That drive and vision runs into December like a freight train, only to be met with an often frustrating and inconvenient challenge called CHRISTMAS.
Don’t get me wrong. I love Christmas! I love busting out the Mariah Carey Christmas album and laughing at Christmas Vacation and Ralphie in his quest of the Red Ryder BB Gun (very spiritual, I know). I love everything about it that everyone else does…everything except…Christmas church services.
I’m probably pretty alone in this in my church. For everyone else, it’s not so much of a challenge and I’m sure it’s very enjoyable. If I was not the worship leader, I would be totally content and probably enjoy the Christmas focus, as we should.
My challenge is simply keeping the “worship” focus in front of my church during this season. There’s a lot of worshipful Christmas songs that we all sing every year, but I have definitely seen a drop in the worshipful spirit of my church. The spirit of Christmas, as great as it is, should never replace the Spirit of God.
This is definitely a challenge, but not an impossible task. It’s a worthy challenge and God can do some great things in our midst. We just have to be willing to rise up. Sure, we can dwell on the crowd’s responsibility to worship, but we, as worship leaders, have a responsibility to prayerfully reach a balance. Christmas doesn’t have to steal worship. It can be a time of worship as well.
So, how do we help our church focus on the presence of God more than the presents under the tree?
1. TALK TO YOUR PASTOR This is so important. If you do not clarify your pastor’s Christmas expectations, December will not be so holly and jolly. I have never regretted submitting to my pastor’s vision, even if it differed from mine. Make sure that you know what is expected. Feel free to challenge sacred cows, but DO NOT attempt something, unless you have your leader’s approval. Every year, I intentionally have a conversation with my pastor to find out what kind of direction we’ll be taking in December. Some years we’ve done a Christmas series throughout the month. In that case, I know the Christmas songs will be rolling out a little early and I need to seek and pray for direction on how we can reach a balance with worship. If there’s not a Christmas series, then I know there’s not going to be as much of an urgency to dust off the holiday hymnal. In my years of ministry, I’ve done my share of challenging at Christmas time, but I have always made sure that we are in agreement with the immediate direction. Unity is a priority when you’re ministering TOGETHER and you will unite under the vision that God has given your pastor. When you unite, God loves it (Psalm 100:3) and His presence will be faithful during Christmas.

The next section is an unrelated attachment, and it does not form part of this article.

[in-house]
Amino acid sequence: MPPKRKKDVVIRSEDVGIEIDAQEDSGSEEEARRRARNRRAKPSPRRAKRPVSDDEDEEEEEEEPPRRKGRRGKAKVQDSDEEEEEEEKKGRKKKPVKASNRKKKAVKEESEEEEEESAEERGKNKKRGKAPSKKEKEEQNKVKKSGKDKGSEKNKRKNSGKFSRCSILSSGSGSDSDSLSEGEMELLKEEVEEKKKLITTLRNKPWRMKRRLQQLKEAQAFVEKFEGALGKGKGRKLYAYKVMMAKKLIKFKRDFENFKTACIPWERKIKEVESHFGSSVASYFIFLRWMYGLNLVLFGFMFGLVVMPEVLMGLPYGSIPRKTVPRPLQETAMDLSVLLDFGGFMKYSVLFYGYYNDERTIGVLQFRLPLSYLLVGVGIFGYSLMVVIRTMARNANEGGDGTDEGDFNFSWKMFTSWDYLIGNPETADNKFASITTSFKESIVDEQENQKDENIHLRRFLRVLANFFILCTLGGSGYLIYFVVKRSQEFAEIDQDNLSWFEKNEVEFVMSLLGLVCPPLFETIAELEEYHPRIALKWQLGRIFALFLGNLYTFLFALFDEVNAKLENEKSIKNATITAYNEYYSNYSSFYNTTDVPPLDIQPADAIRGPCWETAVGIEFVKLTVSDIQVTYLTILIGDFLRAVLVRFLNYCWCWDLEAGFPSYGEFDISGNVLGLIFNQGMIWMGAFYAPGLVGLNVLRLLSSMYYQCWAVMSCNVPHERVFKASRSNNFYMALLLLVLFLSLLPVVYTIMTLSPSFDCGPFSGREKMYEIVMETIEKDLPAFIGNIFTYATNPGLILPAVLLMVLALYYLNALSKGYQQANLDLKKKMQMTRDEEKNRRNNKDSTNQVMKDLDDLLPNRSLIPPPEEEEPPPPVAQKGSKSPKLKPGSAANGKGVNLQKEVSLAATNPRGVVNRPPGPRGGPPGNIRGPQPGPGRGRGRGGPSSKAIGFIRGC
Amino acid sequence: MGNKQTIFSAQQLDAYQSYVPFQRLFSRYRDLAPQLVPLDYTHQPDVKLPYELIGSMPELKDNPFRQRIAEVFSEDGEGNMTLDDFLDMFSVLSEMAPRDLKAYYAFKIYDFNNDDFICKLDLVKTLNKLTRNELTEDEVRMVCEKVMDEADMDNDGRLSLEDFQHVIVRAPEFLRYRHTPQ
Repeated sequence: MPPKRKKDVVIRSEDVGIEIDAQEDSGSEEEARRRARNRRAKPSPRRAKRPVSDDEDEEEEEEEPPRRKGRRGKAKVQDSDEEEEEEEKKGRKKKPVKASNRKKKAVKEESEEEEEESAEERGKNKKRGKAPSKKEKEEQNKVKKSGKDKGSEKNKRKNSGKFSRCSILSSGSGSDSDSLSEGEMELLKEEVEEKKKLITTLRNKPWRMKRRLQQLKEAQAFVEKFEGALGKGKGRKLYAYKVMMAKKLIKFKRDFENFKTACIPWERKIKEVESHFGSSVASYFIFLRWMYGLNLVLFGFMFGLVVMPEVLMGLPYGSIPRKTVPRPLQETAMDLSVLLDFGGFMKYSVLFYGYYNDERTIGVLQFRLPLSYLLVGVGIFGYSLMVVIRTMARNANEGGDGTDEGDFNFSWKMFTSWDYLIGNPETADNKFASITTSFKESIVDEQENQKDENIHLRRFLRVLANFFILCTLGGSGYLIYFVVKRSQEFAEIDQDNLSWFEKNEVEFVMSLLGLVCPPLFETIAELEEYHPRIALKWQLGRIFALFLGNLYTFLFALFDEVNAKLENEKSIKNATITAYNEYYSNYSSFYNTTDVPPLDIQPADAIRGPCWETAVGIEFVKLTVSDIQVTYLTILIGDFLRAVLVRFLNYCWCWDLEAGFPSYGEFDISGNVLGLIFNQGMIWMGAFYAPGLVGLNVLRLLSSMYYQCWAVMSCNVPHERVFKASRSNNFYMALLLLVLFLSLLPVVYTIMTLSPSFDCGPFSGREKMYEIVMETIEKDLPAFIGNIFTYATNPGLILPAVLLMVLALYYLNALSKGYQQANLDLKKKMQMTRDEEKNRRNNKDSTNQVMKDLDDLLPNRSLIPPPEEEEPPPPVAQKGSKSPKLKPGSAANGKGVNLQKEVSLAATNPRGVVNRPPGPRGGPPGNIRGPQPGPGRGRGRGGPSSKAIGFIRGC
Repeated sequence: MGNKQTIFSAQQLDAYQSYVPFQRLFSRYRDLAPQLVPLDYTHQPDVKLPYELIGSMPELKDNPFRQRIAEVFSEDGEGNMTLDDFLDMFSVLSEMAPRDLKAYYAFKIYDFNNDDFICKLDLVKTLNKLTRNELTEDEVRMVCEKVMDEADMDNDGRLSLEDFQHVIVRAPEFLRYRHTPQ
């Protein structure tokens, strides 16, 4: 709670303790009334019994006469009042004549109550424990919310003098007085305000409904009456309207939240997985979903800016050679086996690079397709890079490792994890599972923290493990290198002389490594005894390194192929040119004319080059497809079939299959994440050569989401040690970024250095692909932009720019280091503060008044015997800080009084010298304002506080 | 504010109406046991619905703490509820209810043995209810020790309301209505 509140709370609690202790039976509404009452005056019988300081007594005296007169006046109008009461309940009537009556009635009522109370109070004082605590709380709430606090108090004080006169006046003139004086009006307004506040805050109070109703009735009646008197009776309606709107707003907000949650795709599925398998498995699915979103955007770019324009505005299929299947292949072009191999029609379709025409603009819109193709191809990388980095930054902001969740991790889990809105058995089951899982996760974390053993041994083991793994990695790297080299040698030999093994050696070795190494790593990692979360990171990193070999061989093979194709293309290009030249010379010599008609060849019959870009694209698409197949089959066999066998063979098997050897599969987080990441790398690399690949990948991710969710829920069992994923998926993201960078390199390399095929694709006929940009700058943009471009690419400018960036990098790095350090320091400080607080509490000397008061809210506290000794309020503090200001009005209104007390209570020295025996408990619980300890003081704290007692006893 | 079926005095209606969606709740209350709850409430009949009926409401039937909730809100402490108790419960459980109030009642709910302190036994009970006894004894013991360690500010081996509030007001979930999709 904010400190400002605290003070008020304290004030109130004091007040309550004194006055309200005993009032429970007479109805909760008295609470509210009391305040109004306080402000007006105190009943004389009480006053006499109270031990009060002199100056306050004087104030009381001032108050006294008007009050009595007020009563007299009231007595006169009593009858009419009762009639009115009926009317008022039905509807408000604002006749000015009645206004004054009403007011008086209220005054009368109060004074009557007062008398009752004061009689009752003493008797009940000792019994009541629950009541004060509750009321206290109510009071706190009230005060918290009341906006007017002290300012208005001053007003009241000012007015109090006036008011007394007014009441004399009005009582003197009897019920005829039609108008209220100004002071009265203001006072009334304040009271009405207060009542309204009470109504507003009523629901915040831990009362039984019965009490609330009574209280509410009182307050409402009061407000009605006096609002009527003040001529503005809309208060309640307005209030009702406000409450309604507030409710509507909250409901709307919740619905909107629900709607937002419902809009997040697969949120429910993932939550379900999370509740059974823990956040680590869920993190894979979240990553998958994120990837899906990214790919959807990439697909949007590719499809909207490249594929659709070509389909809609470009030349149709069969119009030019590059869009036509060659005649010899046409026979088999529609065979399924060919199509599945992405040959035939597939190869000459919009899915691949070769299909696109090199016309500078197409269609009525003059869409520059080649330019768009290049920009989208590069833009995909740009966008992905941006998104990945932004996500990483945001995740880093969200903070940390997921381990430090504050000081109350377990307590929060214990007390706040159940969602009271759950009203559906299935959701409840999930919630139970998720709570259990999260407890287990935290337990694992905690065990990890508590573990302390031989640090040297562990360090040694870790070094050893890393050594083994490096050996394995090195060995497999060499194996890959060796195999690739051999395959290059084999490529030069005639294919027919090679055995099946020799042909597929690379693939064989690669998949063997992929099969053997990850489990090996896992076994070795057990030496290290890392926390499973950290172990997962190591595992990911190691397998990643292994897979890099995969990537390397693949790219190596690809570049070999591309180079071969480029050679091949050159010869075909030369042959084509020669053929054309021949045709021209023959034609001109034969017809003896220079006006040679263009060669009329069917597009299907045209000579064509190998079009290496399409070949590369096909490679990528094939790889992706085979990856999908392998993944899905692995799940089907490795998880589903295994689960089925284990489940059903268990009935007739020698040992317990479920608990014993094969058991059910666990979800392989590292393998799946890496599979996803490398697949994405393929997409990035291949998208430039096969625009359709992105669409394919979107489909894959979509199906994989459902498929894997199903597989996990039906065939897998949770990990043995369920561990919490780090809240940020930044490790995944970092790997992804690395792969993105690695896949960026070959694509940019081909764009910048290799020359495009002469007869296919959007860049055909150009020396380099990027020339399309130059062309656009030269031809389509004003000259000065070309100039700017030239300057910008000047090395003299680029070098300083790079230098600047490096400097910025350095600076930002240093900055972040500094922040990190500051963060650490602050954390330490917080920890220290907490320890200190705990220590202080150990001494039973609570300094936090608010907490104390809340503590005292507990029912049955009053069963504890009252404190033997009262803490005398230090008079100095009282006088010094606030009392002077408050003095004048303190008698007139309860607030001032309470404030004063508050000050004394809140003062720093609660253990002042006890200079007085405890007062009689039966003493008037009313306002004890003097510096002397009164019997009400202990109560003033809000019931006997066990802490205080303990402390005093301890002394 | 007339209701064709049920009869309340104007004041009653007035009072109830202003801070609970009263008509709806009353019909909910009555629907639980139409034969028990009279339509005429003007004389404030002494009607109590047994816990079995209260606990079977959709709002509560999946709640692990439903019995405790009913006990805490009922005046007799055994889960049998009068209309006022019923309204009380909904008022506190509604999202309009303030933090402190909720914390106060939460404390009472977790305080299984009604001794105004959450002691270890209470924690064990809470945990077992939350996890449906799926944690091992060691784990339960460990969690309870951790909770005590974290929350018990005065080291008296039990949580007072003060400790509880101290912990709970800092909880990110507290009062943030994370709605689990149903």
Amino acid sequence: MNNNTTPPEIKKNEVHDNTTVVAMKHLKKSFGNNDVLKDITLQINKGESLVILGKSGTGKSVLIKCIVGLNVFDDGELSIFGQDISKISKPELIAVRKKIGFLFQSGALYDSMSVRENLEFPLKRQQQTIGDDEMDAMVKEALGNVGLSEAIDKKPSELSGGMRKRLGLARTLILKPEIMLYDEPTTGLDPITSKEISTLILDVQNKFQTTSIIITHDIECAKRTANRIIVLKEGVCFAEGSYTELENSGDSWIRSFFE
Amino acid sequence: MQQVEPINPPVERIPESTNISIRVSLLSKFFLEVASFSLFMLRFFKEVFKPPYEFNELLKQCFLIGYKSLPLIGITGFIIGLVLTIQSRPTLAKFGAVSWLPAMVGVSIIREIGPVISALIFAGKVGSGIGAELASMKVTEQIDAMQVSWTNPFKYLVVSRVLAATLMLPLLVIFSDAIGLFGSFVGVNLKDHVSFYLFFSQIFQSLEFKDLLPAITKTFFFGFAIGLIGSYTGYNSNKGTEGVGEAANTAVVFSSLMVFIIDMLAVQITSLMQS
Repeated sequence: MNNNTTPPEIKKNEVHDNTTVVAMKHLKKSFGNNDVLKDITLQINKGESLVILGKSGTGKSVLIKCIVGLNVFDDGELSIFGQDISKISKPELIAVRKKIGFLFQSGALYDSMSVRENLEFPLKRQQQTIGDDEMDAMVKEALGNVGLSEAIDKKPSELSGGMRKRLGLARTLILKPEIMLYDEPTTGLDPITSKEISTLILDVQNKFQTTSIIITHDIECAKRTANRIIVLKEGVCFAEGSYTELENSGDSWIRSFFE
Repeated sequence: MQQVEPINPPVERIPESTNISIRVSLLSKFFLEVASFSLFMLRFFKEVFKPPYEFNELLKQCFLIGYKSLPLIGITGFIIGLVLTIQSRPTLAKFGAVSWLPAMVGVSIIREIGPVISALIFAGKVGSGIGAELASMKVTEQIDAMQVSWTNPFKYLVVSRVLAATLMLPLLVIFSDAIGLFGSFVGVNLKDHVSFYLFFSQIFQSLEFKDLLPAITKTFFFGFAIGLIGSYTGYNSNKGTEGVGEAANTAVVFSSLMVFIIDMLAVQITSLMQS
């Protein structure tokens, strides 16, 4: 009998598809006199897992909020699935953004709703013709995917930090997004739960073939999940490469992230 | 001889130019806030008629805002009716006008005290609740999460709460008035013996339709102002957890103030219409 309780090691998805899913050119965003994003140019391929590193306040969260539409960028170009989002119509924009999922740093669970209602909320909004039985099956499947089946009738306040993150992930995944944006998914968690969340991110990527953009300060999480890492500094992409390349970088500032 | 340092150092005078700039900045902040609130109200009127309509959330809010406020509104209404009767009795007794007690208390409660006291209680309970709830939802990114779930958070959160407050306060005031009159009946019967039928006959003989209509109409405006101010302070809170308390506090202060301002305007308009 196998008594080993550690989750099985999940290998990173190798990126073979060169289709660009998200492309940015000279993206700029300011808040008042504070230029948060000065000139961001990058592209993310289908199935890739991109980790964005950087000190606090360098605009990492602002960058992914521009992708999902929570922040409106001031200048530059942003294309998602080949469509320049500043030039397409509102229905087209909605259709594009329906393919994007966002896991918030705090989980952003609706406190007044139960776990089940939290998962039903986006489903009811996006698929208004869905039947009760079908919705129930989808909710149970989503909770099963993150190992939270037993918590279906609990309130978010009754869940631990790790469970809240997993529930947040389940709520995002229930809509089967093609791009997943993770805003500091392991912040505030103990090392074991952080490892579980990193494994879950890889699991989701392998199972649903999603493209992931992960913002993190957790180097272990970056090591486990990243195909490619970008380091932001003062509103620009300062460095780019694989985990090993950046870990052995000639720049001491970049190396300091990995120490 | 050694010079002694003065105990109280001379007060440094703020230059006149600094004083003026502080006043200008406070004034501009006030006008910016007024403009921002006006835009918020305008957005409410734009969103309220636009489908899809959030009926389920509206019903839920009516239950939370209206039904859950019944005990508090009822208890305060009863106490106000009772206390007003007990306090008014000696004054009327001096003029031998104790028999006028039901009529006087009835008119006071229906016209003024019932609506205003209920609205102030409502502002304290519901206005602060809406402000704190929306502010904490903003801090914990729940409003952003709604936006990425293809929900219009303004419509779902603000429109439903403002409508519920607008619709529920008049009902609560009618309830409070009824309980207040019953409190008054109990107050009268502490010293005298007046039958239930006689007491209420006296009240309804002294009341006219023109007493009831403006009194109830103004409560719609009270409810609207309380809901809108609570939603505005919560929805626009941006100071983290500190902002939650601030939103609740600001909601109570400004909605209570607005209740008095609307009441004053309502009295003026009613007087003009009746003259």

2. SHARE THE ORIGIN There’s a correlation between singing familiar old hymns and singing traditional Christmas hymns. They both carry a sentimental power that touches people in positive and negative ways. Some people struggle with worshiping with hymns that they sang in the past that may remind them of a church that was dead or legalistic. I have found that when I share the origins of those songs and heart of the songwriters, it helps people look at it with new vision. The same can be accomplished with the traditional sentiment that comes along with Christmas hymns. The challenge with the familiar is we can forget what we are singing. If we’re not careful, we can sing “Joy to the world the Lord has come” in the same way we sing “I’m dreaming of a white Christmas”. Sharing the origin of a hymn, Christmas or not, can direct hearts back to the heart of the song. When we think about the words we are singing, we are more likely to go deeper. In this case, we are more likely to worship.